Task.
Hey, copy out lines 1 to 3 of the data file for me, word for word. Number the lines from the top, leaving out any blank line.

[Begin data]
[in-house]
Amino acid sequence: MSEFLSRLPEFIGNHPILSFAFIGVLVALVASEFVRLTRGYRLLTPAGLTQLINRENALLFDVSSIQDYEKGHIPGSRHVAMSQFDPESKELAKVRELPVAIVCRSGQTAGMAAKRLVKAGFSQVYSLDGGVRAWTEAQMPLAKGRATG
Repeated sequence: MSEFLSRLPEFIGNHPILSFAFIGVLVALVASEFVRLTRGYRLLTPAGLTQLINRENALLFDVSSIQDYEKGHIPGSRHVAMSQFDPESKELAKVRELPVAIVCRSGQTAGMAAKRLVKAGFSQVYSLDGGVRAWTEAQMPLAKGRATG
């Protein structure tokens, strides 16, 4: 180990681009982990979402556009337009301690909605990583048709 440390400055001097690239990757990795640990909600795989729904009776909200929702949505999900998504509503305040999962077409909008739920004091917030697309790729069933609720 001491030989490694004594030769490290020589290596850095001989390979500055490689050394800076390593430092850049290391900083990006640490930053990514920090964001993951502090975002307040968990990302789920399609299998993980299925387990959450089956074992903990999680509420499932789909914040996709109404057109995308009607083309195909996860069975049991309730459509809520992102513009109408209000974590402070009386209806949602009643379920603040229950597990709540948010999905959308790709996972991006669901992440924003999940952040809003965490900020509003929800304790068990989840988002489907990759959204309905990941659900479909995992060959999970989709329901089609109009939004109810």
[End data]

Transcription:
[in-house]
Amino acid sequence: MSEFLSRLPEFIGNHPILSFAFIGVLVALVASEFVRLTRGYRLLTPAGLTQLINRENALLFDVSSIQDYEKGHIPGSRHVAMSQFDPESKELAKVRELPVAIVCRSGQTAGMAAKRLVKAGFSQVYSLDGGVRAWTEAQMPLAKGRATG
Repeated sequence: MSEFLSRLPEFIGNHPILSFAFIGVLVALVASEFVRLTRGYRLLTPAGLTQLINRENALLFDVSSIQDYEKGHIPGSRHVAMSQFDPESKELAKVRELPVAIVCRSGQTAGMAAKRLVKAGFSQVYSLDGGVRAWTEAQMPLAKGRATG